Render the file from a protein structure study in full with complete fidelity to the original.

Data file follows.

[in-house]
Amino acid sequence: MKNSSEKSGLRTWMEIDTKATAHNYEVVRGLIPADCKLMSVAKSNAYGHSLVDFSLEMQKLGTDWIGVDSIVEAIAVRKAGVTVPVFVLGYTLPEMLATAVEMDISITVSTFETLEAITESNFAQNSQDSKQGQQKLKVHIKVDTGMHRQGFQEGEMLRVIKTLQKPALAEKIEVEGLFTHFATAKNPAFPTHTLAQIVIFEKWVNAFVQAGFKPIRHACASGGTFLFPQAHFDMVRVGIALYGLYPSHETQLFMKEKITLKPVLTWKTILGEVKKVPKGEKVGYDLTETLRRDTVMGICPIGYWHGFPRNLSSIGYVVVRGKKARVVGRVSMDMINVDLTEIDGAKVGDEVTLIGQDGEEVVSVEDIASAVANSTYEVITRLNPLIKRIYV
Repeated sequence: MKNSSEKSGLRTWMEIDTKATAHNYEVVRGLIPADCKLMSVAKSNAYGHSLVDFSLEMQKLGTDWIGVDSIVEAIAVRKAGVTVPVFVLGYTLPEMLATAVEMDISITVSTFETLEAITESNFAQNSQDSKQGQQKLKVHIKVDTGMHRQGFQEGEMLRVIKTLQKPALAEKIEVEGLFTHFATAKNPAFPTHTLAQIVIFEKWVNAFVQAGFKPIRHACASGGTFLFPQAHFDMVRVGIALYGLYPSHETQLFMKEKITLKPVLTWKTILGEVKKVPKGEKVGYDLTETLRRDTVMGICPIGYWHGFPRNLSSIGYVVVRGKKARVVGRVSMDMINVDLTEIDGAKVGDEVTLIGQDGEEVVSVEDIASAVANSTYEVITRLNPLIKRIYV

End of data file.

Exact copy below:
[in-house]
Amino acid sequence: MKNSSEKSGLRTWMEIDTKATAHNYEVVRGLIPADCKLMSVAKSNAYGHSLVDFSLEMQKLGTDWIGVDSIVEAIAVRKAGVTVPVFVLGYTLPEMLATAVEMDISITVSTFETLEAITESNFAQNSQDSKQGQQKLKVHIKVDTGMHRQGFQEGEMLRVIKTLQKPALAEKIEVEGLFTHFATAKNPAFPTHTLAQIVIFEKWVNAFVQAGFKPIRHACASGGTFLFPQAHFDMVRVGIALYGLYPSHETQLFMKEKITLKPVLTWKTILGEVKKVPKGEKVGYDLTETLRRDTVMGICPIGYWHGFPRNLSSIGYVVVRGKKARVVGRVSMDMINVDLTEIDGAKVGDEVTLIGQDGEEVVSVEDIASAVANSTYEVITRLNPLIKRIYV
Repeated sequence: MKNSSEKSGLRTWMEIDTKATAHNYEVVRGLIPADCKLMSVAKSNAYGHSLVDFSLEMQKLGTDWIGVDSIVEAIAVRKAGVTVPVFVLGYTLPEMLATAVEMDISITVSTFETLEAITESNFAQNSQDSKQGQQKLKVHIKVDTGMHRQGFQEGEMLRVIKTLQKPALAEKIEVEGLFTHFATAKNPAFPTHTLAQIVIFEKWVNAFVQAGFKPIRHACASGGTFLFPQAHFDMVRVGIALYGLYPSHETQLFMKEKITLKPVLTWKTILGEVKKVPKGEKVGYDLTETLRRDTVMGICPIGYWHGFPRNLSSIGYVVVRGKKARVVGRVSMDMINVDLTEIDGAKVGDEVTLIGQDGEEVVSVEDIASAVANSTYEVITRLNPLIKRIYV